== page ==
Ok I still don't know which way to go. We have written a system that converts IBM MQ messages in XML format to IBM MQ messages in Cobol copybook format. We use DOM & XPATH to do the transformation. The format of the Cobol copybook message are contained in a XML "specification" file. At the moment the system totally ignores the NO file I/O rule that is part of the EJB spec. I'm now busy to look at an alternative way to read the contents of the XML spec file. Everything points to having to put the spec file into a database and accessing it via an Entity bean using JDBC. I'm not to happy about this at all as it means my clients will have to have a Database installed on their servers. Which they will have to pay for !!! A "simple" XML file that we can copy to the server when / if the spec changes seems such a simpler cheaper way to do things. Now in the Questions and Answers - Enterprise JavaBeans Tier - EJB Restrictions they suggest "Business data is better managed using a persistence interface such as JDBC, whose implementations usually provide these benefits. Read-only data can, however, be stored in files in a deployment JAR, and accessed with the getResource() or getResourceAsStream() methods of java.lang.Class (see Why can't EJBs read and write files and directories in the filesystem? And why can't they access file descriptors?) But Kathy Sierra says "So, if I'm understanding this thread correctly, using the classloader as a back door is not an option if you're writing to the spec, for portability." (see file handling through EJB) Is a database and JDBC really my only option if I want to wite portable EJB software ??? [ August 26, 2003: Message edited by: Johannes de Jong ]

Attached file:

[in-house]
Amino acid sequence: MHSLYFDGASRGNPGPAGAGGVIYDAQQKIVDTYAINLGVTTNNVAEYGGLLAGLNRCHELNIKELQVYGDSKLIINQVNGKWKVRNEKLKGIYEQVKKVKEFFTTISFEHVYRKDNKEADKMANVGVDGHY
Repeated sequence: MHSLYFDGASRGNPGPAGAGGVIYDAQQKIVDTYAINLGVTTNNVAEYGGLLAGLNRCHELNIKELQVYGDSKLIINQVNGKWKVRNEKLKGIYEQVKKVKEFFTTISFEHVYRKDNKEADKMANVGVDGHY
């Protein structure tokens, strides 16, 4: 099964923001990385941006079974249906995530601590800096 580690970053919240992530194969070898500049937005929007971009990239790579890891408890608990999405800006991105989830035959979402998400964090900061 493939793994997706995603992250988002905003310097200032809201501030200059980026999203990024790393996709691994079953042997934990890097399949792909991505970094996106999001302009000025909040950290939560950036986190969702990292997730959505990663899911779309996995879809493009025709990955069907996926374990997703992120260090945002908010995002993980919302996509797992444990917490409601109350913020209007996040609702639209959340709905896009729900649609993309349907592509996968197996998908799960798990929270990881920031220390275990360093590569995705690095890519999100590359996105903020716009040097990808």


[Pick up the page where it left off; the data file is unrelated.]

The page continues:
Hi Johannes First, I can't answer your question about how to access files from EJB, as I haven't don that, and I don't think it is the right way to store any other data then configuration data. You don't need to use a expensive database, there are several Open Source databases as MySQL and PostgreSQL. You don't need to make entity beans just for reading data in a database, only if you want the data it contains to be stored persistent in the database. BR Jan
Johannes de Jong
posted 16 years ago
You don't need to use a expensive database, there are several Open Source databases as MySQL and PostgreSQL. I do not have the luxury to choose my database. Its either DB2 or Oracle they are the standard databases used within the company I work for. My "clients" are other departments within our organization.
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